WHITE PLAINS, N.Y. – Pulitzer Prize-winning novelist Alison Lurie has been named New York State author, joining luminaries such as Kurt Vonnegut, Norman Mailer and E.L. Doctorow, according to a press release by Gov. Andrew Cuomo, who appointed her.
Lurie, who grew up in White Plains, becomes the 10th state author, succeeding novelist Mary Gordon, who was on the advisory panel that recommended her.
"I am delighted and honored by this award from the state where I have spent most of my life; a state that has been the home of so many great writers as well as enthusiastic and dedicated readers,” Lurie said in a statement.
Lurie has penned 10 novels, a short story collection and several children’s books and works of nonfiction.
"Alison Lurie is a wise and masterful teller of tales that often center on marital strife, domestic disorder, and academic absurdity – comedies of manners of our time but with a deeply human strain,” said Donald Faulkner, director of the New York State Writers Institute. “She is a superior prose stylist with a wickedly satirical talent."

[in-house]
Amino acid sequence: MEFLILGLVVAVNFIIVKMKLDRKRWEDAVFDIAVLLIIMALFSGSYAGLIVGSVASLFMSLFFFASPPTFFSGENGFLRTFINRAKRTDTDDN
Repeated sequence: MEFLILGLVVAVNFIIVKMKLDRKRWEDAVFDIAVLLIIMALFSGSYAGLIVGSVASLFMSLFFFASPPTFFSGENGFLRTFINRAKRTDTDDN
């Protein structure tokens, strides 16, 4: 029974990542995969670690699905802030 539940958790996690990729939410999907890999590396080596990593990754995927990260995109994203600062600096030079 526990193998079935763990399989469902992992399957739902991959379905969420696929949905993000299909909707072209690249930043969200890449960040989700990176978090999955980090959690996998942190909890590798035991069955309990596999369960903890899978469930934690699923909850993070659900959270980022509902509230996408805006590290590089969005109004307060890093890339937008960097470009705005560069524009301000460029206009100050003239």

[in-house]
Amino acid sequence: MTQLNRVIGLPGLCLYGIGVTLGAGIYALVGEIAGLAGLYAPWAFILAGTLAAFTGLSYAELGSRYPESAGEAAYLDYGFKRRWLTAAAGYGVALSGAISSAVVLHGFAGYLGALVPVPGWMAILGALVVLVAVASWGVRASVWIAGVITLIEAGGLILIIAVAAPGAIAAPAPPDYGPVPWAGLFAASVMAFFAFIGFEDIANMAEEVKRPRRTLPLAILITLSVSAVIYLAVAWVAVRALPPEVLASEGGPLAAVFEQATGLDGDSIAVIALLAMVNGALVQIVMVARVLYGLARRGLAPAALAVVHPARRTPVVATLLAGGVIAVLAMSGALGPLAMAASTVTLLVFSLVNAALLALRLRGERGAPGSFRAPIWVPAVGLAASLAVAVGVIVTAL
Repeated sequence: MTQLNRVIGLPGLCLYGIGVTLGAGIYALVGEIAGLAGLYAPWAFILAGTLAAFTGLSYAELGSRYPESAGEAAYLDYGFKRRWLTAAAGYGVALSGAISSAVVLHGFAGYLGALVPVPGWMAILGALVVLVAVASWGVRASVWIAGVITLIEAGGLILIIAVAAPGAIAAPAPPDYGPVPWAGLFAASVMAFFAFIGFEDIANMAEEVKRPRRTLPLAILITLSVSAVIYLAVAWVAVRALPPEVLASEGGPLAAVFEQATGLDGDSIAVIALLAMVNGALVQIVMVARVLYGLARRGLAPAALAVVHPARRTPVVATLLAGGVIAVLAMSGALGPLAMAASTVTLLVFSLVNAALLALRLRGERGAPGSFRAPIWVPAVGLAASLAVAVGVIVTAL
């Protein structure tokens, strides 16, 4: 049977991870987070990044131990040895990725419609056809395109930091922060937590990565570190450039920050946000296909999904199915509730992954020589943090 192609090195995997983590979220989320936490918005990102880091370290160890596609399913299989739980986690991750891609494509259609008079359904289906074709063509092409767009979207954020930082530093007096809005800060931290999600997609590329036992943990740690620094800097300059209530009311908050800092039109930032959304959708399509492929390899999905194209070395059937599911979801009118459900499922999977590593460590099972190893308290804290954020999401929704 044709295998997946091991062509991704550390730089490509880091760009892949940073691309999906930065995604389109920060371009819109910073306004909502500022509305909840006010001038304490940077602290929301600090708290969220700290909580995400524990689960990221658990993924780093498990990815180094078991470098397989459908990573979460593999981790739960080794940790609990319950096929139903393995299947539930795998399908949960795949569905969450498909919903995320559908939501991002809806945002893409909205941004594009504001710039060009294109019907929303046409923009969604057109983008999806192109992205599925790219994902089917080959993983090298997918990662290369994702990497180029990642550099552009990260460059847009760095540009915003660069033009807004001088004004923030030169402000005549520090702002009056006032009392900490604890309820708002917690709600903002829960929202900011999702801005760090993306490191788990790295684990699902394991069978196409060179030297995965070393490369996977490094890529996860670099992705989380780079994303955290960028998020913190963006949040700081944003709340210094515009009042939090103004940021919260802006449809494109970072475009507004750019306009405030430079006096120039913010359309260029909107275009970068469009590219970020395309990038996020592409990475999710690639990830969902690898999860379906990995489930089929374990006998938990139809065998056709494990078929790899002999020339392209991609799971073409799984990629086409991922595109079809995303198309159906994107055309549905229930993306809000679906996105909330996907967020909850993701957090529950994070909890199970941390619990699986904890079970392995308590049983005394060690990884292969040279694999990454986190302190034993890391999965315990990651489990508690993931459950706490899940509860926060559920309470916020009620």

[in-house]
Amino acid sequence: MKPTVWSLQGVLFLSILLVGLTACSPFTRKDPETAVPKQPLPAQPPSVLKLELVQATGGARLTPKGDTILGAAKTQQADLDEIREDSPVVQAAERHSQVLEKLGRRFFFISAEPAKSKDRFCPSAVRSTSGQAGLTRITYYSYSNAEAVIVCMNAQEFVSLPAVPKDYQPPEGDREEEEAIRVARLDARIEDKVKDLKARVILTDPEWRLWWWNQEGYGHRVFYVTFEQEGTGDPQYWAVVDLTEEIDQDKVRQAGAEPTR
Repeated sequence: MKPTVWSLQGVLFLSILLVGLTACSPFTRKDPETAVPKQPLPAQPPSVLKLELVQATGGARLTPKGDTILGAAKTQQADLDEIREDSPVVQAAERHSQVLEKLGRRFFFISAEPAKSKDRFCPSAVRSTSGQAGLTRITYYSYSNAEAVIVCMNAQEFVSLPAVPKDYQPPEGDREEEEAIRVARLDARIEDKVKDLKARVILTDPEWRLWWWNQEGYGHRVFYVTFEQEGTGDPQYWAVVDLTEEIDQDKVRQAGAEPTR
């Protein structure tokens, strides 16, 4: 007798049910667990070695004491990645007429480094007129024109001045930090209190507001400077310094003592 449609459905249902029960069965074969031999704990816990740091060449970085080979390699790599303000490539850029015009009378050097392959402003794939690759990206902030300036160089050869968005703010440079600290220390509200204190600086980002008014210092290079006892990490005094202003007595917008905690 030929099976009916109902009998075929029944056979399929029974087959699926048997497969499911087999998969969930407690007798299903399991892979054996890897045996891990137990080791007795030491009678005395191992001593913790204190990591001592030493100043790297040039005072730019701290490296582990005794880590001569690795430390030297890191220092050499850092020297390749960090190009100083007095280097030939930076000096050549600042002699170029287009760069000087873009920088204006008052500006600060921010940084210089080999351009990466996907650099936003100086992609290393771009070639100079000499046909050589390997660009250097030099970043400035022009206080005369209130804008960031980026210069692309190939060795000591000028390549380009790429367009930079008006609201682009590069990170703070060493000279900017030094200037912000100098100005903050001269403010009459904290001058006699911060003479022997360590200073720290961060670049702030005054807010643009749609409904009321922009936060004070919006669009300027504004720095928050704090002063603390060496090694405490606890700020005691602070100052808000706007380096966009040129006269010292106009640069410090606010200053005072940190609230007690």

Cuomo also appointed Marie Howe the new state poet, succeeding Jean Valentine.
"Marie and Alison represent the rich talent and diversity that New York has to offer," Cuomo said. "Both of them have inspired New Yorkers all across the state, and their works are major assets to us all. They are truly deserving of this honor, and hopefully their great work will now reach a new and even wider audience."
Lurie won the Pulitzer Prize for her 1984 novel "Foreign Affair." She is also known for her novels "The War Between the Tates" (1974), "Love and Friendship" (1962), "Real People" (1969), "The Last Resort" (1998) and "Truth and Consequences" (2005).